The Principle Practice of Faith
The treatment and value given to prayer stand so dominantly at the center of Calvin’s complete life work that here the systematic theologian, the biblical scholar, the church teacher and the pastoral counselor all are speaking to us with equal force. (Udo Smidt, Das Gebet bei Calvin)
A Reshaped Life-View
One of the most remarkable renewals brought by the Reformation was a shift in the whole idea of what it meant to be worthy and do good. The very purpose of life was redirected. Preoccupation with acquired virtue and earned status was displaced by confidence in friendship freely received and permanently guaranteed by God’s unearned love.
Scriptures Alone, Grace Alone, Faith Alone
The revolution in Christian ethics, like so much else in the Reformation, may be seen as an indirect result of the return to the Scriptures. Even before the Reformers, many common people had the intuitive feeling that the medieval Church had set up its own system of hoops, which you had to jump through to merit eternal reward. The traditional approach to life, spelled out in the official canons, was removed from the joyful spontaneity that one could recover through renewed focus on the spirit of Jesus in the Gospels.
The Reformers found it tragically unchristian that the Roman Church should have contrived to manipulate people’s conscience using a kind of balance sheet of earned “merits.” The religious establishment had been less than honest in leaving lay people with the superstition that God keeps score on your pious activities: as you light a votive candle, venture forth to venerate the relics of some saint, subsidize a mass, or contribute to a building fund. One could even receive papers in connection with certain special donations (“indulgences,” they were called), which went so far as to list the amount of remission your gift would merit towards early parole from purgatory. Luther’s indignation, as a loyal churchman, over such huckstering of grace was what had sparked the Reformation in the first place. In the Scriptures there was no basis for this focus on externals.
The Reformation movement rapidly became more than a revolt against a church which had become too high and mighty. People began to rediscover how the Scriptures themselves focused on God’s living grace in Christ. Where “Scriptures alone” were taken as the final authority, Paul’s ardent trust in God’s “grace alone” began to flood back into their minds as the sole basis for a truly human life. When the Reformers began again to take Christ as their key, they regained a sense of the sovereignty of God’s grace not only as the sole basis for salvation, but also as what makes life worth living. They also began to appreciate faith in a new way. For faith, dependent trust on God himself, was the only channel through which we are touched by God’s grace. All renewal depends on this confidence that only God can give: “faith alone.”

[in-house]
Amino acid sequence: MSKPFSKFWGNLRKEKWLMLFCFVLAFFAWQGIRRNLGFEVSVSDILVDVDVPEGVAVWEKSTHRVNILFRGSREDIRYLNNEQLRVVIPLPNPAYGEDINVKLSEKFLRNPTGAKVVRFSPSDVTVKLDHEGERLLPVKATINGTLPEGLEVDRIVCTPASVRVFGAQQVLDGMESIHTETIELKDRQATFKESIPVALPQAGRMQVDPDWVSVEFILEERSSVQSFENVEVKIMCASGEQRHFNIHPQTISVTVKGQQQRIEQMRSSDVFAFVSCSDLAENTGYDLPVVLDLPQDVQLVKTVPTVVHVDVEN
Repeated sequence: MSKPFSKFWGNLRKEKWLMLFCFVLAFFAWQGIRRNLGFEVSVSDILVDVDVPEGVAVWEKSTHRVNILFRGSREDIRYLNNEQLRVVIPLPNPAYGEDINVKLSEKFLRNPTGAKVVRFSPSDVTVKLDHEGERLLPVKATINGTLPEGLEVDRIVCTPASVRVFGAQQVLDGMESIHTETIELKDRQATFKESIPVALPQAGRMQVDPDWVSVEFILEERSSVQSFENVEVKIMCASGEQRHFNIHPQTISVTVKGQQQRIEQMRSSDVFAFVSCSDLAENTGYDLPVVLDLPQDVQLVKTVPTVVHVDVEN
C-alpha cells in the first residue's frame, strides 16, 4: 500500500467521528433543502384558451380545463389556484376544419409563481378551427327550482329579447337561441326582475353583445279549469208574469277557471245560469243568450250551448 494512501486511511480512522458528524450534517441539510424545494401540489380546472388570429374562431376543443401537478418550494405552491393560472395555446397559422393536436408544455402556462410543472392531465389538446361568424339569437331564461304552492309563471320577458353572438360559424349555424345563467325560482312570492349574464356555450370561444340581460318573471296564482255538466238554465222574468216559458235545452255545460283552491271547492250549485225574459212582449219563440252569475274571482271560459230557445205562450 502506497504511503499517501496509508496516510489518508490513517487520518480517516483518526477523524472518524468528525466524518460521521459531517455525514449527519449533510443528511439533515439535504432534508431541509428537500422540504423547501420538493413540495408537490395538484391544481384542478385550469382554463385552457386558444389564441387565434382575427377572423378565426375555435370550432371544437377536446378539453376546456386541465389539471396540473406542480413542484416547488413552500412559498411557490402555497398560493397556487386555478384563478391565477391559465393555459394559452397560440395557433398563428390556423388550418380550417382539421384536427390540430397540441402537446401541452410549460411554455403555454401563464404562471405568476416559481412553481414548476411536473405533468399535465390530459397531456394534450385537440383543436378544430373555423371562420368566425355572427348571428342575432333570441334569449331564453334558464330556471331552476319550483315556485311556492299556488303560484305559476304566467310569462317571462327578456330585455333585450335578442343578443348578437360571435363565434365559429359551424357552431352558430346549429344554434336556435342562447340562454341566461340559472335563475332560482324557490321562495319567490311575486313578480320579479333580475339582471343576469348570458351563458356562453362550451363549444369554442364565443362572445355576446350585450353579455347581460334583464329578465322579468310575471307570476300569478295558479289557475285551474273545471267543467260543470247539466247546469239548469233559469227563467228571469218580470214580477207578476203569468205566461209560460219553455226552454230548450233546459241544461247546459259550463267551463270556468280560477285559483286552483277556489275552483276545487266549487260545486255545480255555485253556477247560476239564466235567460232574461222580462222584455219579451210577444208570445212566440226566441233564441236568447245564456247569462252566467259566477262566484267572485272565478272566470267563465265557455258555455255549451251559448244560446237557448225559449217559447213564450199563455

We find John Calvin, the greatest among the second generation of reformers, saying surprising things about the Christian life—surprising especially, if we have been thinking in terms of the later “Puritan work ethic.”
If men by their virtue could accomplish the Law, it would be said to them, get to work. But on the contrary, it is said, relax, rest, in order that God might do the job. Law then could well be impossible, indeed, so far as we are concerned; but it is possible for God to print it in our hearts and govern us by his Holy Spirit—so that it will be an easy and light yoke for us and there will be no harshness in it to trouble us.
Calvin was trained as a lawyer, not a monk or clergyman, and this, together with his rather French genius for cutting through to essentials, equipped him to discern the far-reaching implications of these theological insights for the practical business of living.
Such a shift in the grasp of God’s purpose for life required that many medieval assumptions be put to rest: all pretensions to laying siege on heaven and scaling its walls, all claims to special spirituality, all posturing on precarious ladders of personal achievement and virtue; all thought of God as a reluctant scout-master who sees our worth in a chest full of merit badges. The whole penitential system, through which the Church had managed to pull the strings of power, had to go.